moneyball poster

Aaron at the movies: “Moneyball” review

29 Comments

Last night I attended an advance screening of the “Moneyball” movie, which is set for a wide release on September 23.

I’ve read Michael Lewis’ book twice and consider it some of the best, most important baseball writing of all time, but I was never quite sure how exactly it could be turned into a compelling narrative film. And I’m still not sure, but I do know that it was definitely an enjoyable two hours.

As a hardcore baseball fan who paid close attention to Billy Beane and the A’s during the period portrayed in the film there were a lot of specifics that stood out as questionable, particularly in terms of the movie’s time lines and exaggerated portrayals of certain characters (although the book is guilty of the latter as well).

However, what the movie lacked in historical accuracy it made up for in witty dialogue, likable characters, and a surprising amount of humor. I saw the movie in a packed theater and there were at least 8-10 moments where the entire audience laughed out loud, which certainly isn’t what I expected.

Brad Pitt is charming as A’s general manager Billy Beane and an effort was clearly made to portray him as far less cocky and far more vulnerable than he appeared in the book. There’s still an inherent cockiness to the character, but by making his 12-year-old daughter a substantial character and giving Pitt plenty of chances to contemplatively stare off into the distance while rubbing his stubble the main character is less brash general manager and more flawed human with a high-pressure job.

Jonah Hill is the movie’s second lead and plays the A’s assistant general manager, which is a position that Paul DePodesta actually held at the time of the Moneyball book. DePodesta reportedly refused to let the movie use his name and it’s easy to see why, as the “Peter Brand” character out-weighs him by about 150 pounds and is essentially the stereotypical stat-head, whereas DePodesta played both baseball and football at Harvard and had a completely different and less cliched backstory.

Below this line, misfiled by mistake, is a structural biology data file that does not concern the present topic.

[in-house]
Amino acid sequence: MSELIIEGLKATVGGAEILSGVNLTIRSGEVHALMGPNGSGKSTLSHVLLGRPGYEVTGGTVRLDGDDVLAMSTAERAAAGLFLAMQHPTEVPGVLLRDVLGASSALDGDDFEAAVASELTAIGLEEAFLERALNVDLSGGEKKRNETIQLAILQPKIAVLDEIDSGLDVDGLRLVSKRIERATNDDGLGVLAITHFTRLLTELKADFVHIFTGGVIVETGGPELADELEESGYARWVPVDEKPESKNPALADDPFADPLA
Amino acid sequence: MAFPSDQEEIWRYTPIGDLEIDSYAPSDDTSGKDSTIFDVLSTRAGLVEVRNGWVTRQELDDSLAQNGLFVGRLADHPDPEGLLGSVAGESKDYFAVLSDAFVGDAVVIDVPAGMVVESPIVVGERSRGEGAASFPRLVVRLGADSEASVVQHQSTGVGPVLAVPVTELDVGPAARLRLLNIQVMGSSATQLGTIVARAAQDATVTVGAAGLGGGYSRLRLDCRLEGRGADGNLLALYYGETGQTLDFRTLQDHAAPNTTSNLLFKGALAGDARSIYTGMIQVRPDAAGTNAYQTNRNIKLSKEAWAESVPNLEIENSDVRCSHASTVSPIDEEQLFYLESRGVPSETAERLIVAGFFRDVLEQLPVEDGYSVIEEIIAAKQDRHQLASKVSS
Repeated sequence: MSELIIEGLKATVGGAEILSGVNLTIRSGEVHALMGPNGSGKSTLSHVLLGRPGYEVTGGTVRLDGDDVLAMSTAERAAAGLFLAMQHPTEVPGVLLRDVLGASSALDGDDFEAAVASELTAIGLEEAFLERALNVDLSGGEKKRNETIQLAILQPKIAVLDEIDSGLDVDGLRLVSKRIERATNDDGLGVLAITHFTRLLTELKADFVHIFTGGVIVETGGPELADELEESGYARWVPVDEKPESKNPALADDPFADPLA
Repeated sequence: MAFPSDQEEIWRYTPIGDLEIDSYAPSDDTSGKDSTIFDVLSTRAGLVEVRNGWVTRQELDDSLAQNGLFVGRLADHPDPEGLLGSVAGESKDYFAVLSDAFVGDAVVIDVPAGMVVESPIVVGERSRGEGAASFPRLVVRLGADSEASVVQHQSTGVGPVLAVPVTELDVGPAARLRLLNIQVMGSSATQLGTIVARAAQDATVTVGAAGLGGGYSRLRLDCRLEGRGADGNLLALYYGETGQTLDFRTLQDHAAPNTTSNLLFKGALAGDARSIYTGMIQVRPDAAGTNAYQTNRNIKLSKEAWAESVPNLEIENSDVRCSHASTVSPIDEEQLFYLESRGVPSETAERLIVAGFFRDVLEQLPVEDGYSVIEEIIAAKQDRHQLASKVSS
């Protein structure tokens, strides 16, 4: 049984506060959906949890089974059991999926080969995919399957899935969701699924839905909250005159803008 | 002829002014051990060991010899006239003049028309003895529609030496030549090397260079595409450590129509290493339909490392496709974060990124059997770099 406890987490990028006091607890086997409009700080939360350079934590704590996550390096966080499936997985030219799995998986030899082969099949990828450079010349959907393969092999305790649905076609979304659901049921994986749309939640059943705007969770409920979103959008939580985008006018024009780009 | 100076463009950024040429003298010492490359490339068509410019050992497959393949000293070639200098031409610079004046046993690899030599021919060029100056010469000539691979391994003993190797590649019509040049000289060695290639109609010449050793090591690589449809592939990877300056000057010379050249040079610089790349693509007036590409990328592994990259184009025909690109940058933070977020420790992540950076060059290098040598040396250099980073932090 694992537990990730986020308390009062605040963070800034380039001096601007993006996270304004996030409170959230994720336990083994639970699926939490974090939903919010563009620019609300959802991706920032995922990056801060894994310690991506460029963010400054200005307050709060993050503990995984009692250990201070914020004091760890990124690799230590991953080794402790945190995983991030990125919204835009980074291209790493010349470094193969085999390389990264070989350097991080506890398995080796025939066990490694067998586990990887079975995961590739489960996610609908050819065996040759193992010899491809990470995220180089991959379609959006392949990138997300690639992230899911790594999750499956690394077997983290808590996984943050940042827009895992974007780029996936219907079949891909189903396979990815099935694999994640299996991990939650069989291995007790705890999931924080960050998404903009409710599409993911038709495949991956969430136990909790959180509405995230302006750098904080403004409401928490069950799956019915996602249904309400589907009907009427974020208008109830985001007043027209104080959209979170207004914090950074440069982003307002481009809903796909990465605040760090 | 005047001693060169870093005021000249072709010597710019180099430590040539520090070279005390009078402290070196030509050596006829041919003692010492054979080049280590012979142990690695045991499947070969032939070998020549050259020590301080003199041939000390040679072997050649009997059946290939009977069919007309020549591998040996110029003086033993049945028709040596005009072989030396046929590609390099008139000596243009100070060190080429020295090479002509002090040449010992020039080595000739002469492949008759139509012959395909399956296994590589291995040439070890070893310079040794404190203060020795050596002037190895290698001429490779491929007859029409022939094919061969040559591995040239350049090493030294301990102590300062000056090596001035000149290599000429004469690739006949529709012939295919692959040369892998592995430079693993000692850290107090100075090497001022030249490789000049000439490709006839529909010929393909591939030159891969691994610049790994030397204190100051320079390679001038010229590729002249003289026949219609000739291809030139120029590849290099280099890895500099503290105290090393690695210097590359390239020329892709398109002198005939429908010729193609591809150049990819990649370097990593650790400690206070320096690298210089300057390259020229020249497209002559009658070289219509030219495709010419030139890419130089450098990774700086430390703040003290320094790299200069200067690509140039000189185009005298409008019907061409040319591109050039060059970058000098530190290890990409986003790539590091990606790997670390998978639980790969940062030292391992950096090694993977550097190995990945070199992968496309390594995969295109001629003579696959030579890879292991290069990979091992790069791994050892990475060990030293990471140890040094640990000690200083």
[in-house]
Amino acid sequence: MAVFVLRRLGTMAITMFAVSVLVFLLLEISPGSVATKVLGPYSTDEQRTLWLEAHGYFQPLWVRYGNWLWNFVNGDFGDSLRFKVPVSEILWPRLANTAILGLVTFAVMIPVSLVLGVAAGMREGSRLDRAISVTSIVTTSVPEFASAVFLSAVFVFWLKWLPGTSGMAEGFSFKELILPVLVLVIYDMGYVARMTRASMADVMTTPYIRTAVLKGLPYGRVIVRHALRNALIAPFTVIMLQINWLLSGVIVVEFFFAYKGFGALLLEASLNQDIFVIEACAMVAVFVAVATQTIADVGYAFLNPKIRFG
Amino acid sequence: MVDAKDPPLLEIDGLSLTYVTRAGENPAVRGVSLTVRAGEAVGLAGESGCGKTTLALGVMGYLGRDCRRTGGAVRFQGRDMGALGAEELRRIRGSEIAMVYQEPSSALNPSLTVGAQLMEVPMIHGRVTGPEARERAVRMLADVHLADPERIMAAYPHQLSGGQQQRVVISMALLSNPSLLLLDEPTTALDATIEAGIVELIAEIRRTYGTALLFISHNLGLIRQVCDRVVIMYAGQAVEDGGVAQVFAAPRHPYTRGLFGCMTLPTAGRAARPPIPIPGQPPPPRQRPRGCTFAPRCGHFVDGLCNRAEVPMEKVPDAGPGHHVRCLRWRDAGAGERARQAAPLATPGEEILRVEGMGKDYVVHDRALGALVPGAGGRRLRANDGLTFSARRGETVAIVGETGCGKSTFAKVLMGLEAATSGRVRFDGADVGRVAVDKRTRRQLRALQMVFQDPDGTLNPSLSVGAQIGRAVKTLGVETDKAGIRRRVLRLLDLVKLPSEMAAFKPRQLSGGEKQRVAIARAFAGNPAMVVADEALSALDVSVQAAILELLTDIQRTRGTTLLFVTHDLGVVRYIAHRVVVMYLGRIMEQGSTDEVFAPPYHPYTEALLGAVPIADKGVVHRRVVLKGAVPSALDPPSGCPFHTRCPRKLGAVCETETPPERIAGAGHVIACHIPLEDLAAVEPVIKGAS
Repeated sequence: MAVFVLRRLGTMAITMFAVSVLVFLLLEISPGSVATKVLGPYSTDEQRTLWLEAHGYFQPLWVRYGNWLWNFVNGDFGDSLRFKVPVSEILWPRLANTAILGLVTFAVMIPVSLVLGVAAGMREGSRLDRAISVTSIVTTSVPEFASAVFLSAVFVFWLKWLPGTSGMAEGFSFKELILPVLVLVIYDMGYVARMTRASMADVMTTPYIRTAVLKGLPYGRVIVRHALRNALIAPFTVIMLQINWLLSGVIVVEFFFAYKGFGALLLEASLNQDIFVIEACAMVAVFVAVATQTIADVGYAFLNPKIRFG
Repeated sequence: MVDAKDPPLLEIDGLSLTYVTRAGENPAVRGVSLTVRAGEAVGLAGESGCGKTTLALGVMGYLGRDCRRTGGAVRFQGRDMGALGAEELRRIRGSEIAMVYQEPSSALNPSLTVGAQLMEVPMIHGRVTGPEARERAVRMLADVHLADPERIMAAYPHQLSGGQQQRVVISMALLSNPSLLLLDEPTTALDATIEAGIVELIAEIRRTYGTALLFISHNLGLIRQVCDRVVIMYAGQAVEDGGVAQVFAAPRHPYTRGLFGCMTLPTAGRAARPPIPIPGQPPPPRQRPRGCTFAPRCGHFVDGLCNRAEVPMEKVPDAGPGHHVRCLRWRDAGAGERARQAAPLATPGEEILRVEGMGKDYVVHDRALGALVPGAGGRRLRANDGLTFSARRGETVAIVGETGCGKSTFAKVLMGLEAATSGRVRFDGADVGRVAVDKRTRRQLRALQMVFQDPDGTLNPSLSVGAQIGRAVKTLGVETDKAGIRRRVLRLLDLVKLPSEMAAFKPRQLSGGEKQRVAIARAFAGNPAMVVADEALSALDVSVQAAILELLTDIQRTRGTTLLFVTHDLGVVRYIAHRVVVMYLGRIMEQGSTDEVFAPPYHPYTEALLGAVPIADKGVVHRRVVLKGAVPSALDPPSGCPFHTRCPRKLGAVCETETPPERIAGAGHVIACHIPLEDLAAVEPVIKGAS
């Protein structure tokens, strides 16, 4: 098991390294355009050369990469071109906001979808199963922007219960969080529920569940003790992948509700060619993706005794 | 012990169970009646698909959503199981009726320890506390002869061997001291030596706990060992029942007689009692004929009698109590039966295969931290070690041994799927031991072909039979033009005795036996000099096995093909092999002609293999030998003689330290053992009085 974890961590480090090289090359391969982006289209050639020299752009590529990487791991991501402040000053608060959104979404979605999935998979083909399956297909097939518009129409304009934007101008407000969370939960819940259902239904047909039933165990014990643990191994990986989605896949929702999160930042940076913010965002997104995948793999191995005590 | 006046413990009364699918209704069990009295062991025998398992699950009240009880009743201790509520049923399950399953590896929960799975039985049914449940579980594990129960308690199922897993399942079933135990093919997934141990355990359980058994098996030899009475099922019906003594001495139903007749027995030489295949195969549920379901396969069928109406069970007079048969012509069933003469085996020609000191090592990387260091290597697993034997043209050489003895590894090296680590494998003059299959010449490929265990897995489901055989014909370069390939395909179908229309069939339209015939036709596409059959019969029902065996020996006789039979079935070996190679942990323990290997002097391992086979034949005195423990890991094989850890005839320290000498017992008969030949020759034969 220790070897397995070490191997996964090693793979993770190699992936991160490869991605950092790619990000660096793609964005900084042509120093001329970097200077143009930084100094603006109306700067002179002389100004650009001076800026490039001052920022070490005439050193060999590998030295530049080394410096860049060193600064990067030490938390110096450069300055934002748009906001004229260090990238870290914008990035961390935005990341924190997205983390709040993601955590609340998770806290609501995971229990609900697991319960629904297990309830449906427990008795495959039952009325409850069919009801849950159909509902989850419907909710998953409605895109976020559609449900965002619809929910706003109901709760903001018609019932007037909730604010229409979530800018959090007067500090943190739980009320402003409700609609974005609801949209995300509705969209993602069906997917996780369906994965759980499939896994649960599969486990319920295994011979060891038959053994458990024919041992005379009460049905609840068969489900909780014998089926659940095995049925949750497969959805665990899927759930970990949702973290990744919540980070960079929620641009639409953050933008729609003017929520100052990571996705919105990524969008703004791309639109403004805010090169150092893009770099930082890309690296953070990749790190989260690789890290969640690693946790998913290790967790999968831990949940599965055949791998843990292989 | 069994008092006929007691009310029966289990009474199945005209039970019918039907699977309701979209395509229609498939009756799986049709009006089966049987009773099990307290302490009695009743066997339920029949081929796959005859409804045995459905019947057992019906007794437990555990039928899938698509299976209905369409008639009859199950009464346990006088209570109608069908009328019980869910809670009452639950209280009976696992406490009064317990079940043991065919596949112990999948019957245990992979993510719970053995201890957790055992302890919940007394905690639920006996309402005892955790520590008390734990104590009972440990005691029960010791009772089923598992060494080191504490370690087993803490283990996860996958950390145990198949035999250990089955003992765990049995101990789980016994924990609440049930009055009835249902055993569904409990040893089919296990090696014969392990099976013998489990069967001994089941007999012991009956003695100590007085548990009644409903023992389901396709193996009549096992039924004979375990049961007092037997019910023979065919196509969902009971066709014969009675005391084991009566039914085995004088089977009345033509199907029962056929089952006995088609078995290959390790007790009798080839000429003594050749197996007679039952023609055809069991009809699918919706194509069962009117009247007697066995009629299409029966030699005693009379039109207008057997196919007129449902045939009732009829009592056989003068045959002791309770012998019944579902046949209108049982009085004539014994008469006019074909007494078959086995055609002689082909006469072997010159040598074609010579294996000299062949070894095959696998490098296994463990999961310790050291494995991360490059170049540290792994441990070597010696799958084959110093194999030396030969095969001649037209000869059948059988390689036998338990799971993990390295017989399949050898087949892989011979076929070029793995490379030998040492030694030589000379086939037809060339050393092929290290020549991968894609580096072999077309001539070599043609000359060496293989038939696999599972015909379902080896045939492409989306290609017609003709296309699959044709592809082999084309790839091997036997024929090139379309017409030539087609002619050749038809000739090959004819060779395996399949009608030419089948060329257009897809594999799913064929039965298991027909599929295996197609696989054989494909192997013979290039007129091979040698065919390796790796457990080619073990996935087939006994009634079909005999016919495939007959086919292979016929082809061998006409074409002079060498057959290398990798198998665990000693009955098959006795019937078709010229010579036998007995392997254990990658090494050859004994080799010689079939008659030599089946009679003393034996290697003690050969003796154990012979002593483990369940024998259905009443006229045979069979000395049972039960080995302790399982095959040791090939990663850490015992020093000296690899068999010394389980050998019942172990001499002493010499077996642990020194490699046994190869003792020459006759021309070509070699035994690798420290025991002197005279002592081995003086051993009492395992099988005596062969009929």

Which isn’t to say Hill’s fictional character isn’t likable, because he carried much of the movie and provided most of the comic relief as the chubby numbers guy thrust into a prominent job that’s way out of his element initially. Pitt and Hill work very well off each other and Parks and Recreation co-star Chris Pratt has some good moments as Scott Hatteberg, although the portrayal of the 14-year big-league veteran veered too close to Rudy Ruettiger territory at times.

Philip Seymour Hoffman plays manager Art Howe and is given by far the most thankless role of the movie, essentially serving as the villain to Beane’s hero. Howe’s relationship with Beane was far from ideal and he left the A’s following back-to-back 100-win seasons, but it’s hard to imagine the actual Howe being as stubborn and difficult as Hoffman’s version. Beane’s character needed roadblocks and frequent conflict, and Howe did little beyond serving that role.

While creative license was taken with plenty of time lines and specifics, the film also does an excellent job of staying true to the most minute details. They mention dozens of actual players, mostly in situations that actually existed, and all of the recreations of games featured the players who were truly involved. When you see the A’s playing the Royals and Luis Ordaz is on second base, you know they combed through the boxscores in order to get every little thing correct.

Parts of the movie dragged on and there were predictable struggles to show rather than tell when the action was lacking, but director Bennett Miller was able to squeeze more drama out of the book than I anticipated. I came into the movie with low expectations and was bothered by some of the poetic license taken in telling a tale I’m very familiar with, but the underdog story is compelling, the individual performances are mostly very good, the Aaron Sorkin-penned dialogue is funny and charming, and “Moneyball” is absolutely worth seeing.

For a lot more “Moneyball” talk, check out the podcast I recorded immediately after seeing the movie.